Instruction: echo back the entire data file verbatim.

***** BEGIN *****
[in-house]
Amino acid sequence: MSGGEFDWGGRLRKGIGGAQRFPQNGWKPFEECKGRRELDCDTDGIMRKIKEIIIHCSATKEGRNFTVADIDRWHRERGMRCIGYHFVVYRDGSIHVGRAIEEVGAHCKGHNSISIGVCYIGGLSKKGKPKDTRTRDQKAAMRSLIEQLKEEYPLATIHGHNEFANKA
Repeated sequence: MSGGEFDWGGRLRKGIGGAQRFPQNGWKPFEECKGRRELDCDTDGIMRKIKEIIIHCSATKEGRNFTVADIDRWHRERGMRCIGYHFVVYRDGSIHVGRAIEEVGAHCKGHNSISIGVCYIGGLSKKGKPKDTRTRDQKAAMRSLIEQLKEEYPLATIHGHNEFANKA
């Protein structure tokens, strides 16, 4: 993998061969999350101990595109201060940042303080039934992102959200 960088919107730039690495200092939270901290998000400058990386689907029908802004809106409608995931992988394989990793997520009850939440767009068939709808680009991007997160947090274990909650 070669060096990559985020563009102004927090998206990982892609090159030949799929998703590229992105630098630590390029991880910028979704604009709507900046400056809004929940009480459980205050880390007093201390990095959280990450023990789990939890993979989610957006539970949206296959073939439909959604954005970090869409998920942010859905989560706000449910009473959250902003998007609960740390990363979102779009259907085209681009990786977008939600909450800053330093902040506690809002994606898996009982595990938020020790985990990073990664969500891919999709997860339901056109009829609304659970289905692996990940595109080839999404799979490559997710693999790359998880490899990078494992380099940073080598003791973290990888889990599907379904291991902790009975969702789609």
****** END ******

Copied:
[in-house]
Amino acid sequence: MSGGEFDWGGRLRKGIGGAQRFPQNGWKPFEECKGRRELDCDTDGIMRKIKEIIIHCSATKEGRNFTVADIDRWHRERGMRCIGYHFVVYRDGSIHVGRAIEEVGAHCKGHNSISIGVCYIGGLSKKGKPKDTRTRDQKAAMRSLIEQLKEEYPLATIHGHNEFANKA
Repeated sequence: MSGGEFDWGGRLRKGIGGAQRFPQNGWKPFEECKGRRELDCDTDGIMRKIKEIIIHCSATKEGRNFTVADIDRWHRERGMRCIGYHFVVYRDGSIHVGRAIEEVGAHCKGHNSISIGVCYIGGLSKKGKPKDTRTRDQKAAMRSLIEQLKEEYPLATIHGHNEFANKA
């Protein structure tokens, strides 16, 4: 993998061969999350101990595109201060940042303080039934992102959200 960088919107730039690495200092939270901290998000400058990386689907029908802004809106409608995931992988394989990793997520009850939440767009068939709808680009991007997160947090274990909650 070669060096990559985020563009102004927090998206990982892609090159030949799929998703590229992105630098630590390029991880910028979704604009709507900046400056809004929940009480459980205050880390007093201390990095959280990450023990789990939890993979989610957006539970949206296959073939439909959604954005970090869409998920942010859905989560706000449910009473959250902003998007609960740390990363979102779009259907085209681009990786977008939600909450800053330093902040506690809002994606898996009982595990938020020790985990990073990664969500891919999709997860339901056109009829609304659970289905692996990940595109080839999404799979490559997710693999790359998880490899990078494992380099940073080598003791973290990888889990599907379904291991902790009975969702789609």